white elephant

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White Elephant

An investment, especially in real estate, that is expensive, unprofitable, and difficult to sell. An example is a house that is overbuilt for its neighborhood. A white elephant is perhaps one of least desirable investments possible.
Farlex Financial Dictionary. © 2012 Farlex, Inc. All Rights Reserved

white elephant

Like the legendary white elephants of India, a property that is expensive to maintain, doesn't return any particular value, and can't realistically be sold to anyone else.

The Complete Real Estate Encyclopedia by Denise L. Evans, JD & O. William Evans, JD. Copyright © 2007 by The McGraw-Hill Companies, Inc.
References in periodicals archive ?
"Does he mean 'Virasat-e-Khalsa', which salutes Sikh history, is a white elephant?" Badal said.
A war was fought in the 16th century between Thailand and Myanmar -- then known as Siam and Burma, respectively -- over disputed ownership of four white elephants.
"Hills Like White Elephants." The Complete Short Stories ofErnest Hemingway.
British dissatisfaction with the political situation in Burma and genuine fascination with "white elephants" formed the context of the controversy over the authentication of Toung Taloung as a genuine white elephant.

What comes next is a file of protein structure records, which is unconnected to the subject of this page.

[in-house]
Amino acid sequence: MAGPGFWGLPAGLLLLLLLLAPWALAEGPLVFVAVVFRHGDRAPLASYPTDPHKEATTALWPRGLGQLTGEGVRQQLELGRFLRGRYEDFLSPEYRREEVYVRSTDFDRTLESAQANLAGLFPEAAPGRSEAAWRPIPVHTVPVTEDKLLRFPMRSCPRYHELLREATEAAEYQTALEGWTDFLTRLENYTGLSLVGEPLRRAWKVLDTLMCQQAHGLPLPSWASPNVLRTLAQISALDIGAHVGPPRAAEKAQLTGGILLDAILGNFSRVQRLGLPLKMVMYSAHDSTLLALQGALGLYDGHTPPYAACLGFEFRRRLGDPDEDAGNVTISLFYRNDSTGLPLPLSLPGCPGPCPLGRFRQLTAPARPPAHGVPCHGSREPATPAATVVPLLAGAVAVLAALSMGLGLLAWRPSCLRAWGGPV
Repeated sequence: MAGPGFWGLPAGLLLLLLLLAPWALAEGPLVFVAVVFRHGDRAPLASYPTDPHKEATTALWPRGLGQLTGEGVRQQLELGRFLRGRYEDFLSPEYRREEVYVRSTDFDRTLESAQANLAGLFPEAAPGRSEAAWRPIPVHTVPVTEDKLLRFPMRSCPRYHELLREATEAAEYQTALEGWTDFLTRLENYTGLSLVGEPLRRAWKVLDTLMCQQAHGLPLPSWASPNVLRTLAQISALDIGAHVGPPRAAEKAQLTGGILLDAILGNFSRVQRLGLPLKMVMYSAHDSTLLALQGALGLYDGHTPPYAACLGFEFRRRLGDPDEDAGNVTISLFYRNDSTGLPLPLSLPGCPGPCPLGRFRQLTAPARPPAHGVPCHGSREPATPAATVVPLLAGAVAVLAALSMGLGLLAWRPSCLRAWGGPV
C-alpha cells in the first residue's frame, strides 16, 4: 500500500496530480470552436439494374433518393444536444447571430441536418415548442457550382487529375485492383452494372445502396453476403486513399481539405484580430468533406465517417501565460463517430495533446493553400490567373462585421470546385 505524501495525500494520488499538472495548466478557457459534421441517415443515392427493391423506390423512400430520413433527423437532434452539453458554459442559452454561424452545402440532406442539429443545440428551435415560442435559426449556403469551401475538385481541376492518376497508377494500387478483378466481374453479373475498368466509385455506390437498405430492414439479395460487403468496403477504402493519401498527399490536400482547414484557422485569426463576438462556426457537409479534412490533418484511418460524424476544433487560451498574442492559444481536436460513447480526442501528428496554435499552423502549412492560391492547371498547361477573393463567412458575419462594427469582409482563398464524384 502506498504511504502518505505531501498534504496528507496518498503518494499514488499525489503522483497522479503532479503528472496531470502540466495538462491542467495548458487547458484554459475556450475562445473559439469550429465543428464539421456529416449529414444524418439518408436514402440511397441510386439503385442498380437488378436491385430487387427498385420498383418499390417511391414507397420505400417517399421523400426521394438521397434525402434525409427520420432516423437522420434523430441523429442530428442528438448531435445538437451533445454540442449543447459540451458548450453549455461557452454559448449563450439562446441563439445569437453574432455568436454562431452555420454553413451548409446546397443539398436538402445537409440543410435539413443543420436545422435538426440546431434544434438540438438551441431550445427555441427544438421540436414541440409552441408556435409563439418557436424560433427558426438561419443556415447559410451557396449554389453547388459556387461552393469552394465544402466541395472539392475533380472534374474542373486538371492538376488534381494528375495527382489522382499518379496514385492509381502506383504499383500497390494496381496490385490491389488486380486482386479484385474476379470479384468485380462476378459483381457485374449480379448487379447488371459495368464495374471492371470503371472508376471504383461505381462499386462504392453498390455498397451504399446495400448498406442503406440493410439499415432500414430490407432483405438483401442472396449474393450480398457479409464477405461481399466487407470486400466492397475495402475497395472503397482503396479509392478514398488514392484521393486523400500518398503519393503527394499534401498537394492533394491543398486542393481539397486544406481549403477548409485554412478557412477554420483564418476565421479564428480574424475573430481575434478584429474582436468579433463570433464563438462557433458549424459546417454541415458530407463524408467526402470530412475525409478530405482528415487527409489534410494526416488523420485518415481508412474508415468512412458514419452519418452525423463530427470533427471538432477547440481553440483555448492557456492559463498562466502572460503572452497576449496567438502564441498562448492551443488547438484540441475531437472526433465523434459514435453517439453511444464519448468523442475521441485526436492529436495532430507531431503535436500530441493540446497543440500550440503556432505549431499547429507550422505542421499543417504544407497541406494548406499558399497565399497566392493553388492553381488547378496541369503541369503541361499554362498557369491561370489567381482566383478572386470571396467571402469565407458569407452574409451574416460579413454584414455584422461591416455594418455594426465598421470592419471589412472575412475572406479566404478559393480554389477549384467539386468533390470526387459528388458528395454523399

West Yorkshire County Council was abolished, not because it was a "white elephant" but because Margaret Thatcher could not stand the justified criticism of her by London's County Hall on the opposite side of the Thames from the Houses of Parliament.
- IF you want to know the meanings of the title phrases, buy the book, Red Herrings And White Elephants, by Albert Jack (John Blake, pounds 9.99).
ERNEST HEMINGWAY'S "HILLS LIKE WHITE ELEPHANTS" is, if taken literally, a story in which little actually "happens": a couple has drinks at a train station in Spain and argues about something rather vague.
Going Wild: White Elephants with Meg Ryan (C5) THERE was a time when the only people who watched survival pogrammes were geeky biologists and environmentalists - until the bigname celebrities stepped in.
Yet cities such as Cincinnati make such development more difficuLt by continuing to focus on white elephants rather than the basic reforms that can help generate a broad economic base.
I would love to have put my money towards Save the Children rather than the white elephants Camelot have chosen.
So come on, let's make some good decisions that could draw the crowds into the city and make the most of what is good and maybe get rid of all the eyesores and white elephants that do nothing for us except bring bad publicity.